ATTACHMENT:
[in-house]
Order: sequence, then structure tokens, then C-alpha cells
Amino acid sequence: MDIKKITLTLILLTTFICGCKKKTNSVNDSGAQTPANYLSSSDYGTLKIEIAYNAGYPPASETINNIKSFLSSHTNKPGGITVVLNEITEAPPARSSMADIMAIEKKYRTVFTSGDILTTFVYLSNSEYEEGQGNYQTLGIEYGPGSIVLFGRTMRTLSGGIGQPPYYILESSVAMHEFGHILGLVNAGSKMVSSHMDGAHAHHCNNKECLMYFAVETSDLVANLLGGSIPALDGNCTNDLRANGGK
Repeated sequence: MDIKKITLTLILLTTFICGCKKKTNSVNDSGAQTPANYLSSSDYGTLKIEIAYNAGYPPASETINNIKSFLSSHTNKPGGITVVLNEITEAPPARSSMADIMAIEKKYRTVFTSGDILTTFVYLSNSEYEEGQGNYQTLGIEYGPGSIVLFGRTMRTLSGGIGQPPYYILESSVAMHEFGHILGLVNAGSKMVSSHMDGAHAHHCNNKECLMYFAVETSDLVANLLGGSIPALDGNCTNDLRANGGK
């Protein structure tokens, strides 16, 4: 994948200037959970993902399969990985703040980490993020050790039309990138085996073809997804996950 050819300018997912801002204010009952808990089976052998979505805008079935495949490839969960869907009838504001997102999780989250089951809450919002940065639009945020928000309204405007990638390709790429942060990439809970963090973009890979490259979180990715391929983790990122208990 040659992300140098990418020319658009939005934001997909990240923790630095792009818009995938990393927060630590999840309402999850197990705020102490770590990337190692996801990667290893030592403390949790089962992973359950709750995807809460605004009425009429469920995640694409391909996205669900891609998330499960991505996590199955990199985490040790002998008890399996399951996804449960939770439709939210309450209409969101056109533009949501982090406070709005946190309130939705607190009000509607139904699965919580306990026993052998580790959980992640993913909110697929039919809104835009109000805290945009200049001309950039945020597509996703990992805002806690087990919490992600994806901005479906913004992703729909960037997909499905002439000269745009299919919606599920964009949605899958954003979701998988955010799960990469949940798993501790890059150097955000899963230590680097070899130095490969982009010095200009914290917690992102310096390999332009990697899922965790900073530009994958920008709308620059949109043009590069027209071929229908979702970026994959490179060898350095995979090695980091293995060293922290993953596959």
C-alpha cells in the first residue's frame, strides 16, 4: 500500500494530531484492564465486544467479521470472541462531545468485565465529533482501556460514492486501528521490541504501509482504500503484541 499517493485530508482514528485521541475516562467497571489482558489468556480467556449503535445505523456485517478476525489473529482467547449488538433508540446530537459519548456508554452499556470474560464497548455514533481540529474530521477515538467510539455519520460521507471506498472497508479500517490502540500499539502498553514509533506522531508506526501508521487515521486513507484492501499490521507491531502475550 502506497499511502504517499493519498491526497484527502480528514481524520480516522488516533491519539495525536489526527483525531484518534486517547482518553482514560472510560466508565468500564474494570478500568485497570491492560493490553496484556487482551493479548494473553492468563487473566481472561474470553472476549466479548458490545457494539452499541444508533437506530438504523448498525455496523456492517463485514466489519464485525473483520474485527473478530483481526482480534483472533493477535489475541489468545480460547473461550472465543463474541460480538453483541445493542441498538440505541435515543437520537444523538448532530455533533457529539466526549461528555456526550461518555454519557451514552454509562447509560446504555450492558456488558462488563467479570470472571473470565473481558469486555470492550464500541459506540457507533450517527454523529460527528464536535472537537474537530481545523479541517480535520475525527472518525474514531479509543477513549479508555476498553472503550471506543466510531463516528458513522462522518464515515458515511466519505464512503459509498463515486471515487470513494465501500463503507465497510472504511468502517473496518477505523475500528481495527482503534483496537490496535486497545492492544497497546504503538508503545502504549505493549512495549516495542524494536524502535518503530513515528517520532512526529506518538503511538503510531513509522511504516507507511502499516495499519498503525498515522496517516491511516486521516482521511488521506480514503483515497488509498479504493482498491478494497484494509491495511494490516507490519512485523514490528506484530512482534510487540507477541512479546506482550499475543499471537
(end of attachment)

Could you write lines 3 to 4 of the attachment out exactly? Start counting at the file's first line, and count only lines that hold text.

Amino acid sequence: MDIKKITLTLILLTTFICGCKKKTNSVNDSGAQTPANYLSSSDYGTLKIEIAYNAGYPPASETINNIKSFLSSHTNKPGGITVVLNEITEAPPARSSMADIMAIEKKYRTVFTSGDILTTFVYLSNSEYEEGQGNYQTLGIEYGPGSIVLFGRTMRTLSGGIGQPPYYILESSVAMHEFGHILGLVNAGSKMVSSHMDGAHAHHCNNKECLMYFAVETSDLVANLLGGSIPALDGNCTNDLRANGGK
Repeated sequence: MDIKKITLTLILLTTFICGCKKKTNSVNDSGAQTPANYLSSSDYGTLKIEIAYNAGYPPASETINNIKSFLSSHTNKPGGITVVLNEITEAPPARSSMADIMAIEKKYRTVFTSGDILTTFVYLSNSEYEEGQGNYQTLGIEYGPGSIVLFGRTMRTLSGGIGQPPYYILESSVAMHEFGHILGLVNAGSKMVSSHMDGAHAHHCNNKECLMYFAVETSDLVANLLGGSIPALDGNCTNDLRANGGK